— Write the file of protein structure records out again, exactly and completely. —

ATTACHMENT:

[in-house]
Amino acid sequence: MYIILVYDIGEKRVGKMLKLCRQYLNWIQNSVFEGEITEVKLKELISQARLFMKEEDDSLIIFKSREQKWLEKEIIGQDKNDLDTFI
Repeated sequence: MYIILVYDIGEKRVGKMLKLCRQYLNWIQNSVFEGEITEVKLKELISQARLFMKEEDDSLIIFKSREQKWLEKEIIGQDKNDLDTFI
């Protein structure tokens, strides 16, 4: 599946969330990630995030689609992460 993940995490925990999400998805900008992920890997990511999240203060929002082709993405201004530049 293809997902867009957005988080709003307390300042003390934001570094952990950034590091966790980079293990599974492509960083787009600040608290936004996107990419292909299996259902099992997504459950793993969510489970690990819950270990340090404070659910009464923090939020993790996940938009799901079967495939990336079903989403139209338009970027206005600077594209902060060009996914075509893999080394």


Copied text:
[in-house]
Amino acid sequence: MYIILVYDIGEKRVGKMLKLCRQYLNWIQNSVFEGEITEVKLKELISQARLFMKEEDDSLIIFKSREQKWLEKEIIGQDKNDLDTFI
Repeated sequence: MYIILVYDIGEKRVGKMLKLCRQYLNWIQNSVFEGEITEVKLKELISQARLFMKEEDDSLIIFKSREQKWLEKEIIGQDKNDLDTFI
């Protein structure tokens, strides 16, 4: 599946969330990630995030689609992460 993940995490925990999400998805900008992920890997990511999240203060929002082709993405201004530049 293809997902867009957005988080709003307390300042003390934001570094952990950034590091966790980079293990599974492509960083787009600040608290936004996107990419292909299996259902099992997504459950793993969510489970690990819950270990340090404070659910009464923090939020993790996940938009799901079967495939990336079903989403139209338009970027206005600077594209902060060009996914075509893999080394």